The mother had separated from her husband because of his increasing alcohol issues. She spoke almost no English; her daughter acted as an interpreter.

"They both moved in with me, and they became like my children," she said.

Busch decided to become an associate of the Sisters of the Holy Names after years of teaching alongside sisters from the community. She made promises to uphold the corporate stands of the order, including a commitment to solidarity in many forms with migrants and refugees.

A rosary hangs in St. Peter Catholic Church, which owns the house that became Mariposa Ministries in 2017. (Benjamin Derrell Thompson)

Busch spoke about her dream to create a community with and for refugee women to a group of sisters she had been meeting with for several years. At the time, the Sisters of the Holy Names had been visiting different parishes to learn the Portland community's needs. In particular, they wanted to offer housing. As they aged, many of the sisters had been moving into smaller houses or retirement homes. What were they to do with the houses and the belongings they were leaving behind?

Eventually, they found an option through their connection with St. Peter Catholic Church in southeast Portland. The parish owned a home, House of Mercy, on the same block as the church, but it had been worn down from heavy use by its previous tenants, people who had been homeless for an extended time and were struggling with drug addiction.

Fr. Raúl Márquez, St. Peter's pastor, knew this arrangement could not continue for much longer, as the home had been dirtied and damaged and needed a new purpose. In February 2017, after Busch and the sisters presented their plan to him, he promised them use of the home.

Today, it has a brand-new kitchen and upstairs bathroom provided by funds the Sisters of the Holy Names gathered, some donations and some grants. Busch cleaned and cared for it from top to bottom. The sisters, many of whom are downsizing, donated furniture, home goods and decor.

In August 2017, Busch moved in. For two months, Busch lived alone.

"I was so excited and so anxious for someone to arrive," she said.

The women arrive

Mahshid was the first to arrive in October 2017. She had fled Iran in 2013 because of violence and found passage to Australia, but she and the other Iranians she was traveling with were denied entry before they even made it there. They landed on the island of Nauru.

"We were stuck in tents, not sure even where we were or how long we would be there," Mahshid said.

Four years later, she and two others were told their opportunity to leave had arrived.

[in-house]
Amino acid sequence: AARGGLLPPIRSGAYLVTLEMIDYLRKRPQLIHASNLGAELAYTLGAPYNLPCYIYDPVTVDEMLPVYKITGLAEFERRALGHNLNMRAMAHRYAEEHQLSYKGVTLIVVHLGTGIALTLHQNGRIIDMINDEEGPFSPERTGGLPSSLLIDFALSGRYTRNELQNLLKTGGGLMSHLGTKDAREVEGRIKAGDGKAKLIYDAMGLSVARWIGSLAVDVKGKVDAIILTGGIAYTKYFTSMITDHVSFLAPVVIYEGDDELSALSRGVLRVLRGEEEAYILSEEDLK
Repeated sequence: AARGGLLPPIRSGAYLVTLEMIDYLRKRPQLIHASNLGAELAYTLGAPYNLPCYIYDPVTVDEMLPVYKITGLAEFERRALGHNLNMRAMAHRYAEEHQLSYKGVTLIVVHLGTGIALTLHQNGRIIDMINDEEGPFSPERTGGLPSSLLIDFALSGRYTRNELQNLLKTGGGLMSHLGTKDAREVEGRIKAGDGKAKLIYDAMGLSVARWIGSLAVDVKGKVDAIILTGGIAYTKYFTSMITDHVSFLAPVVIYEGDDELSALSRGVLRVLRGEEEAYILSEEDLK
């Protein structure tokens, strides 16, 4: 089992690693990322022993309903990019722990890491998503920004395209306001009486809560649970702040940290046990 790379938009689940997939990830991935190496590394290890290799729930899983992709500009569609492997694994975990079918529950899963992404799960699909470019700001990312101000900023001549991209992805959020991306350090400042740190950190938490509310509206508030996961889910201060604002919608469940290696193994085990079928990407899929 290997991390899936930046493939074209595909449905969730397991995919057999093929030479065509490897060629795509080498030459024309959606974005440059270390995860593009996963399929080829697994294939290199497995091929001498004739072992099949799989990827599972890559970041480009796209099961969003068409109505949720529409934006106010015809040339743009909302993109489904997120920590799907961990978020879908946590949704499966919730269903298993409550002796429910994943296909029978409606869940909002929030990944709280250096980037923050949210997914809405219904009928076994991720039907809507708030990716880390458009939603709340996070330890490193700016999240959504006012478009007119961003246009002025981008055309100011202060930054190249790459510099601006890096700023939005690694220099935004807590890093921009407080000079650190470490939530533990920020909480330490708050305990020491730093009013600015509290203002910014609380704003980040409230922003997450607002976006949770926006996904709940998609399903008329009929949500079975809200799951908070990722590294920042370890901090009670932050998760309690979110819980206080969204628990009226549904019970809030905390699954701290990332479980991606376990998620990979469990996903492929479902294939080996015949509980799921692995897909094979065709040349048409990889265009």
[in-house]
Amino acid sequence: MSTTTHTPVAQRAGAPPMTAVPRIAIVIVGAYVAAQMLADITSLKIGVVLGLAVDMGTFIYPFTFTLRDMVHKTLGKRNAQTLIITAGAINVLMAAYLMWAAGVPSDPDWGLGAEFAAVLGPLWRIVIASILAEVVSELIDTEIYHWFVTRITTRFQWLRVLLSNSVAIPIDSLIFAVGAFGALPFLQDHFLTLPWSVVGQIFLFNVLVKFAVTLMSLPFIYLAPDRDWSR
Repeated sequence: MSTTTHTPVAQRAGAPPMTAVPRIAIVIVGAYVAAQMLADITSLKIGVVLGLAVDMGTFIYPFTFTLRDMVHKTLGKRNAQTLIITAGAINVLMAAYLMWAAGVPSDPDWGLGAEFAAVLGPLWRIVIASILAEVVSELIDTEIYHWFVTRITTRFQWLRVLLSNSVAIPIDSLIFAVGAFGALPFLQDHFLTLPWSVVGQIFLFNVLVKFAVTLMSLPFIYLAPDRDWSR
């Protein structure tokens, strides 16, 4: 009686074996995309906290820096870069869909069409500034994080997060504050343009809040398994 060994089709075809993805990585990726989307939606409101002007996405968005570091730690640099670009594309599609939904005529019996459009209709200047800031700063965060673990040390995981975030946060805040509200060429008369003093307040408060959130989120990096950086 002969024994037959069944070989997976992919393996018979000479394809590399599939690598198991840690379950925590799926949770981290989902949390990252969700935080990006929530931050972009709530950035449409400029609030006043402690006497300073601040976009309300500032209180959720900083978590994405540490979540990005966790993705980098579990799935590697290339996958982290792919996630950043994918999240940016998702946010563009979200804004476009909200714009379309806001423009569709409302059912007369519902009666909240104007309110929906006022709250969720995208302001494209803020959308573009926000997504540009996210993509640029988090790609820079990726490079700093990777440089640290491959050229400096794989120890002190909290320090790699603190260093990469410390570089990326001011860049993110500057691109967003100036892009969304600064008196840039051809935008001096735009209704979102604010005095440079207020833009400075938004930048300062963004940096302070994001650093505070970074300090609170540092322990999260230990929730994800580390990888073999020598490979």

"I do not know why it was me and not my friends," she said. "My friends are still stuck there."

A painting by Mahshid, one of the refugee women who live at Mariposa Ministries (Photo by Benjamin Derrell Thompson)

To cope, one of the first things Mahshid asked for help with at Mariposa Ministries was finding art supplies. For the last several months, she has been painting constantly, and the sisters have helped her sell her paintings.

"I love color, and I love to make people happy with my paintings," she said.

Mahshid also has a business background, a degree in marketing with management experience from when she was in Iran. She has applied to many jobs in the Portland area with help from Busch, but her degree has been an obstacle.

"She's overqualified for her language ability," Busch said. "She's come such a long way and is doing great with English, but her degree makes her look on paper that she should be sent straight to considerations for management positions."

Mahshid said she doesn't get discouraged because she knows that eventually she'll find the right opportunity.

"I have so much help from Delphine. We will find something, I know," she said.

The second woman, Pramela, arrived the week before Christmas 2017 after five years in Malaysia, where she and her husband fled from Sri Lanka. He died suddenly after two years of waiting for asylum.

"I cried for three months, and then I decided I must make my life," she said.

Pramela especially has formed a relationship with Peightal, working the most hours with her each day to learn English. She currently works at a laundry facility.

"I like my job, but I had my own small business [owning and operating a chicken farm] in Sri Lanka. I want to work more," she said.

The house where the women of Mariposa Ministries live in Portland, Oregon (Benjamin Derrell Thompson)

Next came Terhas from Malta, originally from Eritrea, in March 2018. A refugee since she was a young girl, she lived in three countries over 10 years to escape gender violence before finding a family in Malta who helped her get refugee paperwork started for the United States. She still eats the traditional African sponge bread, injera, with every meal and has found great friendship and solidarity in the Eritrean community of Portland.

A few months after arriving at Mariposa Ministries, Terhas found out she was pregnant. Her daughter is due in the fall.

Finally, Jasmine, who arrived at Mariposa Ministries in June, was born in California, but her family moved to Guadalajara, Mexico, when she was still a baby. It's her dream to open a coffee shop, and she's currently working as a barista. She is the youngest member of the Mariposa family at 28.

Every day, Busch wakes up and serves these women in any way she can.

"I had the sisters, who gave me security to encourage my dream," Busch said. "I've got a dozen sisters who would be here in a minute if they weren't 85 to 90, but the support and belief they had in me was huge. Many people have big dreams of helping, but they give up because no one encourages them."

[Sidnee Grubb is a freelance writer and publishing manager at Microcosm Publishing in Portland, Oregon.]